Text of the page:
ERP change management: The silent killer

ERP change management: The silent killer

Summary: Insufficient attention to change management is key problem on many ERP implementations.


A poll conducted by Panorama Consulting describes two primary sources of failure on ERP projects: not properly defining business processes and insufficient attention to change management.

This illustration shows the results:

Although this poll is not scientific, the results accord with common sense and experience: defining processes and change management both address how people will work in the post-ERP environment.

These people issues are a challenging problem on most technology-enabled business transformation projects. The letters ERP stand for "Enterprise Resource Planning", which unfortunately puts focus on resources rather than individuals. From a project success perspective, it would be more helpful to call it "Everything Requires People."

Poor change management can damage even the best ERP initiative.

ERP success demands that users adopt new business processes, ways of working, communication channels, software tools, and so on. This challenging proposition becomes even more complicated as organization size increases.

Large, geographically dispersed organizations face particular difficulty coordinating and communicating changes associated with an ERP project. Beyond communication, however, is the underlying need to foster engagement, understanding, and cooperation of those impacted by ERP-driven changes.

Even small and mid-sized organizations find change management difficult. In late 2010, Lumber Liquidators, a retailer with $650 million in revenue and 225 locations, reported a net income drop of 45 percent due to "reduced productivity" associated with its ERP implementation.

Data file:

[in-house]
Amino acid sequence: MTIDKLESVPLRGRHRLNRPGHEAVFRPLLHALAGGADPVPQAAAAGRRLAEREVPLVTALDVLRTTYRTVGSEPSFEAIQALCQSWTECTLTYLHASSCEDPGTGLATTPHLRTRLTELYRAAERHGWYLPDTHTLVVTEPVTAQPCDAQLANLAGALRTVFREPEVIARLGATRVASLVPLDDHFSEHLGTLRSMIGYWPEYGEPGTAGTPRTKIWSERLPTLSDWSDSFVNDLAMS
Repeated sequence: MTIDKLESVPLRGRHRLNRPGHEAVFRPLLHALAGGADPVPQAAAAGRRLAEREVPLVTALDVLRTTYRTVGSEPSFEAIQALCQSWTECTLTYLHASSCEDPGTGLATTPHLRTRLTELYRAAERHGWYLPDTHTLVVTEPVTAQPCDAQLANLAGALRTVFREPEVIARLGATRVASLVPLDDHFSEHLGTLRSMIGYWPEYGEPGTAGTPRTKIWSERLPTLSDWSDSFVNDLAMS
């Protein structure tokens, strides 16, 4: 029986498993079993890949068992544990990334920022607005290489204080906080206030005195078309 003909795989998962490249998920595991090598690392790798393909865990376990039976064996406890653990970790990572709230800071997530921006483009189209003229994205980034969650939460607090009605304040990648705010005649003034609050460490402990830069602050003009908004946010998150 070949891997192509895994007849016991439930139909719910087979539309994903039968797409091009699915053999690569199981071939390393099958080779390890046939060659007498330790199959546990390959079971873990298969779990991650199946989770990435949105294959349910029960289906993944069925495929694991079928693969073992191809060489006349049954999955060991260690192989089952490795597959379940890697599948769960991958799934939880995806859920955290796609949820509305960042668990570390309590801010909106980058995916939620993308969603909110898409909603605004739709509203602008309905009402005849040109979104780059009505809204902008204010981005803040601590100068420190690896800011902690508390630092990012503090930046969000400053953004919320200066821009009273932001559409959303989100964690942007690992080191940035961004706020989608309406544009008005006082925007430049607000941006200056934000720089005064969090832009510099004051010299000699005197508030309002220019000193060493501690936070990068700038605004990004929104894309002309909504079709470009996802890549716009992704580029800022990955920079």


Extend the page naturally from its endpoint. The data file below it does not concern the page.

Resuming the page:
My blog post described the role of change management in creating this painful financial situation:

Lumber Liquidators problems arose because, apparently, the company did not anticipate the difficulty employees would have transitioning from the old system to SAP. Poor training is a common obstacle on enterprise implementations of this type.

The CEO of Panorama Consulting, Eric Kimberling, placed ERP change management into a broader context:

Unfortunately, Lumber Liquidators isn’t alone in its insufficient attention to organizational change management, ERP training, and communications. Most companies view these activities as optional, nice-to-have activities. However, as many companies realize the hard way, these are critical necessities.

Advice for enterprise buyers: Change management, which includes communications and other activities needed to engage employees, is an essential component of successful ERP. It's important to recognize that technology training alone does not address the business process changes that many workers and associates find challenging. True change management encompasses a broader scope.

Many organizations underestimate the need for a comprehensive change management program and suffer as a result. Don't fall into that trap.

Topics: CXO, Enterprise Software, Software, IT Employment

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  • RE: ERP change management: The silent killer

    Was "Data Quality" one of the "deadliest sins" measured? If so, would love to know if/where that stood out. In our experience it often does.
  • "which unfortunately puts focus on resources rather than individuals"